06 August 2015

Convert Notes to Documents in Google Keep for Android

The latest version of the Google Keep app for Android lets you export your notes to Google Docs, just like the desktop site. Open a note, tap the menu button and pick "copy to Google Doc".

You can also select multiple notes and use the same feature to export your notes to a Google Docs document.

If you don't have the latest version of the Google Keep app yet (3.1.313), you can download the APK file from APK Mirror. According to Android Police, "the APK is signed by Google and upgrades your existing app".

Export All Your Google Keep Notes

How to export all your notes from Google Keep? One option is to use a feature that converts one or more notes to a Google Docs document.

1. Select all your notes: go to Google Keep and press Ctrl+A (or Cmd-A for Mac).

Important: This only selects the notes from the current view, so archived notes aren't included. You can repeat these steps for archived notes or select all your archived notes and unarchive them.

2. Click the 3-dot icon from the top of the page and pick "Copy to Google Doc".

3. Wait a few seconds and you should see a link at the bottom of the page that says: "Open doc". Click that link to open the document that includes all your notes.

05 August 2015

A Lynx-like Text Browser that Runs on Google Servers

Text Browser is a Lynx-inspired browser that lets you read the web in text and strips all JavaScript, images, videos and other rich content that maybe embedded inside a web page. Unlike Lynx that require installation and run locally, Text Browser is a web app and runs in the Google cloud.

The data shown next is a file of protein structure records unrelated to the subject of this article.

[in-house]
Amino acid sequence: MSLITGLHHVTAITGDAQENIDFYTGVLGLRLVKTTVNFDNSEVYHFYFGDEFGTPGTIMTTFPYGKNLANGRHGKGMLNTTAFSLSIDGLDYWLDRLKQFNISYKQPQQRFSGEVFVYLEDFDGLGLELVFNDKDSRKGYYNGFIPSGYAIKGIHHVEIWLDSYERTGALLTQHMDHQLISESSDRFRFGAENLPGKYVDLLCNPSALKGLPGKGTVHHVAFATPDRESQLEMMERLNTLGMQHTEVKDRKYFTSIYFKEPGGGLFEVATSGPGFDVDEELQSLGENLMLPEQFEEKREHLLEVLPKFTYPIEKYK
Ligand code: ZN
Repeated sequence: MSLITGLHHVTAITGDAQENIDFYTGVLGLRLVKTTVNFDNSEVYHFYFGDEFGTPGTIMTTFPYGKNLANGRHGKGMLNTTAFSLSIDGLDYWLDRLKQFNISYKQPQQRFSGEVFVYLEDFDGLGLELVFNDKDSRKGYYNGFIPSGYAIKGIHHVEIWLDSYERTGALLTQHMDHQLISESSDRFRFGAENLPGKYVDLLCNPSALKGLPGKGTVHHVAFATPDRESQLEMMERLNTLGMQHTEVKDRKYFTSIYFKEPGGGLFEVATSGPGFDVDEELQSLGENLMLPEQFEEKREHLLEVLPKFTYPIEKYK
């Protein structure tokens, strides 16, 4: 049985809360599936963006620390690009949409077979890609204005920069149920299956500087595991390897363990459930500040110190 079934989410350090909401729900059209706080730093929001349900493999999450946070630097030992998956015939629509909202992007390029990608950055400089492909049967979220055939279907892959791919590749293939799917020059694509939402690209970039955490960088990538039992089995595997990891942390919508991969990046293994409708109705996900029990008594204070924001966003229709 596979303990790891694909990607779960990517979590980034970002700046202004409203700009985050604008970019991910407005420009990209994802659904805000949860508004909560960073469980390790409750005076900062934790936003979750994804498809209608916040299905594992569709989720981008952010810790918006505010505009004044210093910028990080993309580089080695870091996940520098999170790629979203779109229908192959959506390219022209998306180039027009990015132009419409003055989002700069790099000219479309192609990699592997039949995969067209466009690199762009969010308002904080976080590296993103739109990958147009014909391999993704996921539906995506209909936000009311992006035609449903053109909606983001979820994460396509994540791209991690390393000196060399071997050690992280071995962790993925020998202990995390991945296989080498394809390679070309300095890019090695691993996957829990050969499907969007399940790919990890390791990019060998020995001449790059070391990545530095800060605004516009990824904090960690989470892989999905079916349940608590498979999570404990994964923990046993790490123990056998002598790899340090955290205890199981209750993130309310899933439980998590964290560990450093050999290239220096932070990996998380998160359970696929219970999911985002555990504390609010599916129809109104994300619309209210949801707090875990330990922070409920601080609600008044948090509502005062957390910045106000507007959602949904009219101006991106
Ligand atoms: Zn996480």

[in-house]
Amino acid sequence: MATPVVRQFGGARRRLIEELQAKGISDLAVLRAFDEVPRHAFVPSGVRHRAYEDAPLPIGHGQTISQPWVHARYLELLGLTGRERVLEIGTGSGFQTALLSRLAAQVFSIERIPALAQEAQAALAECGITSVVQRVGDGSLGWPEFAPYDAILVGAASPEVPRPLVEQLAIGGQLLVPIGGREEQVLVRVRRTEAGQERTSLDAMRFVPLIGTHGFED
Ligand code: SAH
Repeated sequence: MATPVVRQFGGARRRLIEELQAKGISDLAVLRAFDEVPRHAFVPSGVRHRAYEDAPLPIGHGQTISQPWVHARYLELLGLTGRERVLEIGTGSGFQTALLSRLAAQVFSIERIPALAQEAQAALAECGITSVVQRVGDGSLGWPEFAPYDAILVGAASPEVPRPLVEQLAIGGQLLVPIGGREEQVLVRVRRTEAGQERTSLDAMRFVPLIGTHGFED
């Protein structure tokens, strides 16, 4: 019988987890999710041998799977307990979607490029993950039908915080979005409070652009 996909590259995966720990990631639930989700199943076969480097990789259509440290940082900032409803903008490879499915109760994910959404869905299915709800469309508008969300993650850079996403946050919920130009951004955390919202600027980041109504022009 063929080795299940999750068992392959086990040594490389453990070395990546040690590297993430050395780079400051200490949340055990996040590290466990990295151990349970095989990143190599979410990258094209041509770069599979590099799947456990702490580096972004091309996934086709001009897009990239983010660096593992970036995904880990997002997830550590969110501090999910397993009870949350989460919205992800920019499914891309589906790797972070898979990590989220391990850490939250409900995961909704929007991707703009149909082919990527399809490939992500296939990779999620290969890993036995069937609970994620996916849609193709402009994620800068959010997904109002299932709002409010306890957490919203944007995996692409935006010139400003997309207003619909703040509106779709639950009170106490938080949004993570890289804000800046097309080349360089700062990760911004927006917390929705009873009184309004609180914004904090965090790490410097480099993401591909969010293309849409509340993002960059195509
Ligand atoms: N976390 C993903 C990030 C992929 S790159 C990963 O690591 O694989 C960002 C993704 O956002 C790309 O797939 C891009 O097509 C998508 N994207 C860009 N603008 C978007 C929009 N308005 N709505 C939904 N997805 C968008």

Text Browser

To get started, click here and authorize the web app with your Google Account. It requires authorization to sign-in and also for fetching web pages on your behalf. It will neither track your browsing activity nor will have access to any of your Google Account data.

Once a page loads inside the Text Browser, any of the internal links will also open inside the same browser automatically.

Text Browser as a Proxy Server

Why would anyone want a basic text browser? Well, you can also use the Text Browser as a proxy server to access news articles and other text-only content on the Internet that may otherwise be inaccessible at your workplace.

When you request a web page through the app, the underlying Google Apps Script will fetch the page on Google’s servers and then renders the content on your screen using Google Apps Script. Thus, even if a site is restricted, you should be able to view the page indirectly through the Google cloud.